When you have little ones, there is a lot of talk about how “it’s just a phase” and “this too shall pass,” whether it’s about picky eating, tantrums, or some other behavior deemed inappropriate in our society. While it is true that many of those behaviors do pass with time, I definitely wasn’t expecting to still witness full toddler-style tantrums with my child at 8 years old.Continue
We’ve always schooled through the year, often doing more school work in the summer than at other times of the year just because it’s so hot we’d rather be inside, and because the local parks and places are more busy when public school is out.
This year, I thought we’d try something different and take a summer break. I’d seen so many friends talking about summer vacation plans, and I’ve gotten sucked in to those reminiscent lists of classic activities from the childhood of every 80s kid. I don’t want my kids to miss out on amazing summertime memories and I thought we’d try having our own summer break.
It didn’t go well.Continue
I stay home with my kids. I do some different work projects, and I bring in some money, but my main focus is the kids. They’re my #1 job. It’s a struggle for most (all?) moms who are the primary childcare providers to (1) feel like others respect the fact that being a mom is a “real job” and (2) treat themselves as though they work a “real job” while they’re “just” staying home with their kids.Continue
When our children are little, we know we must model for them, so we show them how to pick up their toys and sing clean-up songs to make it more enjoyable. We sit with them and do it together, showing that teamwork makes the job go faster and that we can help each other. But for some reason, when they are older, we seem to expect them to just do things on their own, without direction or help. And often parents aren’t even kind about it. “Go clean your room!” “If you can’t take care of your things, maybe you don’t deserve to have them!”Continue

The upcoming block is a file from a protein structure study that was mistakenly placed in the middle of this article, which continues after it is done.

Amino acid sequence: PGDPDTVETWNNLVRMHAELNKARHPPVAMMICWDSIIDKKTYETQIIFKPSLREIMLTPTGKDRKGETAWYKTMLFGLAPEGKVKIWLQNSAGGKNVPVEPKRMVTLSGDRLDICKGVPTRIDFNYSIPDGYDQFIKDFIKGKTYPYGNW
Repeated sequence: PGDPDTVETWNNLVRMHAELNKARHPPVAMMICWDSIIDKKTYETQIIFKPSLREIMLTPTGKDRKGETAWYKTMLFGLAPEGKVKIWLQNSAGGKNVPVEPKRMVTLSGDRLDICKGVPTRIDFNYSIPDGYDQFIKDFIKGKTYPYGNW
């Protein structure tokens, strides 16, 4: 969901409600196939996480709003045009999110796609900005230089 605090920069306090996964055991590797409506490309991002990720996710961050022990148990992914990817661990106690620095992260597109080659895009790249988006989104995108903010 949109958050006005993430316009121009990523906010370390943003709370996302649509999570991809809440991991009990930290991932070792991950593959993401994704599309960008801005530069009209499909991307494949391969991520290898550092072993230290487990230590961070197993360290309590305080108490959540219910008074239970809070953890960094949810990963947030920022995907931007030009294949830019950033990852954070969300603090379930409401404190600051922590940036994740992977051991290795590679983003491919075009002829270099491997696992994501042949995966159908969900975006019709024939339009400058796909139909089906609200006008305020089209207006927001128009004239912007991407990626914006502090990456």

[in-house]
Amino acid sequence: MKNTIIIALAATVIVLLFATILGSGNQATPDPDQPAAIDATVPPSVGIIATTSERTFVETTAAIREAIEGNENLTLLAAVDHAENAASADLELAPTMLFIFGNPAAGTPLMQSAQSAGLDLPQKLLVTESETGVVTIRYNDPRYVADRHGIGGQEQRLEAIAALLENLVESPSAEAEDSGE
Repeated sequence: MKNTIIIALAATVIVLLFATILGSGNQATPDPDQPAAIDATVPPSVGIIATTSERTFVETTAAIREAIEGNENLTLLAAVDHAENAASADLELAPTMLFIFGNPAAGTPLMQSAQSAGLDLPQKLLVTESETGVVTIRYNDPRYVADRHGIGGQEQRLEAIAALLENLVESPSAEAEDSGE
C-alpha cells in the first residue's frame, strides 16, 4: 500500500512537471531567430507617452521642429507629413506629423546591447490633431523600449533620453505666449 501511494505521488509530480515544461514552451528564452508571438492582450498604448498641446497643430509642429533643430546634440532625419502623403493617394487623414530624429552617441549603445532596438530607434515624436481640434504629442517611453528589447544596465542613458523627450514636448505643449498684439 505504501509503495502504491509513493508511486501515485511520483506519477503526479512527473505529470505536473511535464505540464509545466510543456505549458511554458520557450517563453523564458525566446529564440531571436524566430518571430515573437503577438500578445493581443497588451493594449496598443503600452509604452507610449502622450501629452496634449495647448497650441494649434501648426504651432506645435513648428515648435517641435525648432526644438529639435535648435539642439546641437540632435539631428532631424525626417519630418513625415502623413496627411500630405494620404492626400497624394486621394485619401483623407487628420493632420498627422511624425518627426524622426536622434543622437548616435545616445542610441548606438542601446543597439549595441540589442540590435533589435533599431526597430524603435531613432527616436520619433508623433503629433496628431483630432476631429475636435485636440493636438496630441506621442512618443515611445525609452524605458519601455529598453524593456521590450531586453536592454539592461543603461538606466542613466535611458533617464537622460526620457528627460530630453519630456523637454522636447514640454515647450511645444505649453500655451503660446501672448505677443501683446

In addition to learning how to show love, knowing a person’s love language is also extremely helpful to keep from hurting them. We have taken to calling this, the opposite of your love language, your “Hurt Language” (or “Hate Language” as my son likes to say, since he thinks that describes it better). Basically, if you criticize a person whose love language is Words of Affirmation, reject physical contact from a person whose love language is Physical Touch, or refuse to help someone whose love language is Acts of Service, they will probably feel completely rejected and unloved.Continue
We read during easy times when things are going smoothly and everyone is happy. But more and more, as he gets older, we have moments of misunderstanding, disagreement, and frustration. We feel disconnected and it can be hard to come back together. So often it’s those times where he asks me to read because he knows it will recenter us both.Continue